Identity Theft

(Photo Credit: Identity Theft Protection)

Identity theft is the fastest-growing crime in the country, according to the FBI.  College students are especially vulnerable to this type of fraud for a couple reasons: They lack an understanding of how important it is to keep personal information safe, especially in this era of excessive sharing through social media, and because they come with clean credit histories which they are unlikely to monitor.  We have a responsibility to educate our college-age students about identity theft and how to prevent it.

Prevention Tips

  • Tell your children what identity theft is and how it could affect them if they are not careful. It is vital that anyone going away for college has a clear understanding of the issue and the consequences if certain measures are not taken.

  • Despite having a clean credit history, it’s necessary for college students to check their credit regularly. This is a good way to keep an eye out for fraudulent activity and accounts opened in their name.

  • Explain to your children that when shopping online, they must only use secure websites. This must be the rule if they are going to use a bank or credit cards online. The best way to recognize a secure website: There is an “s” on the end of “http.” This provides customers with peace of mind that payment information will be kept confidential.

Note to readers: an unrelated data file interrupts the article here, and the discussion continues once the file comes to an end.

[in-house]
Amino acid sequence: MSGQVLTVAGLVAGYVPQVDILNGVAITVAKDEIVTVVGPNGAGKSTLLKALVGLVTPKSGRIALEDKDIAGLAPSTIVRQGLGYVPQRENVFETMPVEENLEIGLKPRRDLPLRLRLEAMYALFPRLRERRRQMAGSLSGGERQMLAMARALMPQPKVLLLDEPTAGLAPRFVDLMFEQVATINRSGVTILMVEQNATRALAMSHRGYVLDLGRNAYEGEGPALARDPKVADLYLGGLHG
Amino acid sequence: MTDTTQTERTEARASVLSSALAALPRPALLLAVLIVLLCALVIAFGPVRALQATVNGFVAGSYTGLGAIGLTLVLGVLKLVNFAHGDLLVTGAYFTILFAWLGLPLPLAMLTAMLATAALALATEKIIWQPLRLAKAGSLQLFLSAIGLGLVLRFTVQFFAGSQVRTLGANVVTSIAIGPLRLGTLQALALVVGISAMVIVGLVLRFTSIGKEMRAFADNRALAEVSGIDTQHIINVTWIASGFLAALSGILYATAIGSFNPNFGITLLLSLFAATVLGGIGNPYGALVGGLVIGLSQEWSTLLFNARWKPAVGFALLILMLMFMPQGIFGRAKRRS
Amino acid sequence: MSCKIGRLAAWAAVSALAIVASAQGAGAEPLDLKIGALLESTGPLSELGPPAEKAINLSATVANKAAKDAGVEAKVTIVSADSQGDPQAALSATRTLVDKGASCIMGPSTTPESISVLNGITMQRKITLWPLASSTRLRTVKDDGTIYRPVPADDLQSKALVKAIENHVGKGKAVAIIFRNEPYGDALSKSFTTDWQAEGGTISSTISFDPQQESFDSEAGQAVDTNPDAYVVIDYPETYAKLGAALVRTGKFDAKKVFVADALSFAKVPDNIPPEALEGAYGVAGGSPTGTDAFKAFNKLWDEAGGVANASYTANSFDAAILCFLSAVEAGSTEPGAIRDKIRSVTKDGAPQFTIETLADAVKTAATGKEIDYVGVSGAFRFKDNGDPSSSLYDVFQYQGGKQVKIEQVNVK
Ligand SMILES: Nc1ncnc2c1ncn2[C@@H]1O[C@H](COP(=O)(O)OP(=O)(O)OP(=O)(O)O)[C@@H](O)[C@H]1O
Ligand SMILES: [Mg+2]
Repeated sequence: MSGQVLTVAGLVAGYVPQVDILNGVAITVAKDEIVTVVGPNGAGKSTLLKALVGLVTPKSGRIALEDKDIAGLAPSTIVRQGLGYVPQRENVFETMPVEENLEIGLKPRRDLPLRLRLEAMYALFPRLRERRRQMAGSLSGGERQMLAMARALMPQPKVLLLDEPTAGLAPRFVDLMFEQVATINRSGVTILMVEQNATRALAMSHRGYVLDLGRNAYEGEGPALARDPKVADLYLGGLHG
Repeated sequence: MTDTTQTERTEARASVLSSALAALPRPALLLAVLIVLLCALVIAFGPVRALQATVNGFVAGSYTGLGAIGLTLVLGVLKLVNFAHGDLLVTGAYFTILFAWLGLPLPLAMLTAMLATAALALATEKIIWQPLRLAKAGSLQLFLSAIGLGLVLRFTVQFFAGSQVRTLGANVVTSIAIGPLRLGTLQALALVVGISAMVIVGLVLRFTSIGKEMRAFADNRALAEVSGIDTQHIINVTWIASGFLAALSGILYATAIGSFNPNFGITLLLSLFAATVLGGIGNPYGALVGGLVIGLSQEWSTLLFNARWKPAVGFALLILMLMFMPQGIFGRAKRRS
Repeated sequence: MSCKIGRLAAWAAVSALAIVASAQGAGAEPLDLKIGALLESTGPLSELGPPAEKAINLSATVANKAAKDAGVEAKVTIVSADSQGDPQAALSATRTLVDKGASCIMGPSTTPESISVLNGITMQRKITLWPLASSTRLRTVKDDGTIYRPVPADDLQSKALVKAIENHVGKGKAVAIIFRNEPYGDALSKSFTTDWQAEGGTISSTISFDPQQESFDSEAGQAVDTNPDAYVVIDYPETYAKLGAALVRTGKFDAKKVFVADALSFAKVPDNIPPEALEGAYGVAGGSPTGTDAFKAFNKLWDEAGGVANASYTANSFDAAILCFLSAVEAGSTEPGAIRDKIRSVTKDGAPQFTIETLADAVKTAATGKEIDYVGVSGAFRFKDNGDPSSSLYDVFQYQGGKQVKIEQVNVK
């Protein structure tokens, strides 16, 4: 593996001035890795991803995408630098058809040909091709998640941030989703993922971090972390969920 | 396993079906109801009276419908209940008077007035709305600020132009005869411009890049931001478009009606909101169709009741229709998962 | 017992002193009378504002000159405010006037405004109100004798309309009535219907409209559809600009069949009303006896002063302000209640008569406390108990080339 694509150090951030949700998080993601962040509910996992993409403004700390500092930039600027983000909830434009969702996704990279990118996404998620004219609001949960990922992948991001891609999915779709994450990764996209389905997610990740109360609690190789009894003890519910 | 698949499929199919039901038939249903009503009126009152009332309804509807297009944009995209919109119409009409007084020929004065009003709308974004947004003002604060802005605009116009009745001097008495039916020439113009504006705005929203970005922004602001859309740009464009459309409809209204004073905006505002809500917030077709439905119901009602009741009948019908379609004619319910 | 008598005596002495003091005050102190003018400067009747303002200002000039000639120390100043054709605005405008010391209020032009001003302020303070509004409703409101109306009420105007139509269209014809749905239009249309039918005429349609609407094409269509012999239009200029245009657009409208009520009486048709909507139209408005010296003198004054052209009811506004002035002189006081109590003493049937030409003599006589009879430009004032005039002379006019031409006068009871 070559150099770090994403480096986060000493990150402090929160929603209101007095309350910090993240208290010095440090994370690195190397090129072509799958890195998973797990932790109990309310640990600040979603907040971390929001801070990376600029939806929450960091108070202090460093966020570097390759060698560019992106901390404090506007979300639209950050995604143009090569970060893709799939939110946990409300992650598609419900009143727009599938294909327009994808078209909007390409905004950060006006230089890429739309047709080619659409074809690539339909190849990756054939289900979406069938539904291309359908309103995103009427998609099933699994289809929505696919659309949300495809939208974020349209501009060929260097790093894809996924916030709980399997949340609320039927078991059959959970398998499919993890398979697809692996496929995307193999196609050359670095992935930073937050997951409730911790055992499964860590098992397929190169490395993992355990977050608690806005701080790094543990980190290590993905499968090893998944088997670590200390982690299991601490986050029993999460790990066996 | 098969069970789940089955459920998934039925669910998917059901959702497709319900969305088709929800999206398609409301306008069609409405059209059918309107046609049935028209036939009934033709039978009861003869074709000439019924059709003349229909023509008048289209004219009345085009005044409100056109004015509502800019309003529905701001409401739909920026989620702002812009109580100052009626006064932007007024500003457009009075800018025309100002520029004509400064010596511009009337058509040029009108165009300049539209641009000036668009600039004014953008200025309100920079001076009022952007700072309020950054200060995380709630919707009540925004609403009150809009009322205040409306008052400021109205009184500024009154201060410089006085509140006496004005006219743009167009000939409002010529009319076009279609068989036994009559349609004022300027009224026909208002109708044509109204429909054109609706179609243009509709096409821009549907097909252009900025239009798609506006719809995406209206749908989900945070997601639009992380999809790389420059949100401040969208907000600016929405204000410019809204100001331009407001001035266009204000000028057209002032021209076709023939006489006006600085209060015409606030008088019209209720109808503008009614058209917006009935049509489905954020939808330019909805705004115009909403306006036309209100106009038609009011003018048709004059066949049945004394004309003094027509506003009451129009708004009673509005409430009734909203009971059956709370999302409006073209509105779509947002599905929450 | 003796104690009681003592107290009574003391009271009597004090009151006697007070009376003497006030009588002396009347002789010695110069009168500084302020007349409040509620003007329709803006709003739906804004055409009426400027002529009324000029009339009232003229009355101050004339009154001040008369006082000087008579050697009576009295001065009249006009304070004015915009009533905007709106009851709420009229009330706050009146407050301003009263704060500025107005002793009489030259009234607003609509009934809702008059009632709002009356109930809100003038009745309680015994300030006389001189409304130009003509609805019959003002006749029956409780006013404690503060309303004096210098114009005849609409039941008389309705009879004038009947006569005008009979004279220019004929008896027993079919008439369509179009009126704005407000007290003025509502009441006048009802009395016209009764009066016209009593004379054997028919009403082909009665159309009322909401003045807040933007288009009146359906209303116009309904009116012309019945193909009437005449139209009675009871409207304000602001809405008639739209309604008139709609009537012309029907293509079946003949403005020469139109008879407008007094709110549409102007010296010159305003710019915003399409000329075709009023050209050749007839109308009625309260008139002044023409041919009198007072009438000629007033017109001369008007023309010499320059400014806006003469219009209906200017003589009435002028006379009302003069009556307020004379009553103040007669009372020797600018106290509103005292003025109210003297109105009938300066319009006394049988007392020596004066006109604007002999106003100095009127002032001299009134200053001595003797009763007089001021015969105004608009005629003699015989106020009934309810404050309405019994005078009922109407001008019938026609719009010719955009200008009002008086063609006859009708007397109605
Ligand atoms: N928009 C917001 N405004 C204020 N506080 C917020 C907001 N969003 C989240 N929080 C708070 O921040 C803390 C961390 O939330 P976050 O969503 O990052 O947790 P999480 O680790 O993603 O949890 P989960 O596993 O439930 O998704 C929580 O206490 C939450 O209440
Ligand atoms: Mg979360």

• Teach your college students to always use a firewall and a quality antivirus and malware program. This program should be updated regularly to ensure the latest version is being employed and the maximum protection.

  • Consider signing the whole family up for an identity theft protection service such as LifeLock. This is the ideal way to keep personal information secure. Such services monitor their clients’ accounts and offer them fraud alerts, guidance and resources on how to keep personal information safe.

Basic Security Measures

  • Your children should have a secure place to store their Social Security card, personal documents, credit cards and mail.

  • Teach your children to keep their campus apartments or dorm rooms locked to stop people from going through their personal belongings.

  • Invest in a paper shredder. This is the best way to eliminate documents no longer needed.

  • Instruct your college students to create a separate list of all their account information and banks’ phone numbers. This makes it easy to report a card as misplaced or stolen. They should also keep the phone numbers of the three major credit bureaus handy in case anything suspicious happens.

We are responsible for sending our children out in the world armed with good facts about protecting themselves. With these simple tips, we can educate these young adults so they don’t fall prey to identity thieves.

Antonio Maurice Daniels

University of Wisconsin-Madison